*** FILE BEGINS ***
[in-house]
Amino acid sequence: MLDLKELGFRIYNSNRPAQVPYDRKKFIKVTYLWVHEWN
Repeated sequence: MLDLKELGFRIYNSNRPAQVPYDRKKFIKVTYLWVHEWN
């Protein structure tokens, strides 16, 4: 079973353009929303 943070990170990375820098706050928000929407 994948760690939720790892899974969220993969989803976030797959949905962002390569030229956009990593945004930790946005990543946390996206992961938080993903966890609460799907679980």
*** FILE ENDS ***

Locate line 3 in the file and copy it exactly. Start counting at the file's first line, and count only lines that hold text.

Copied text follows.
Repeated sequence: MLDLKELGFRIYNSNRPAQVPYDRKKFIKVTYLWVHEWN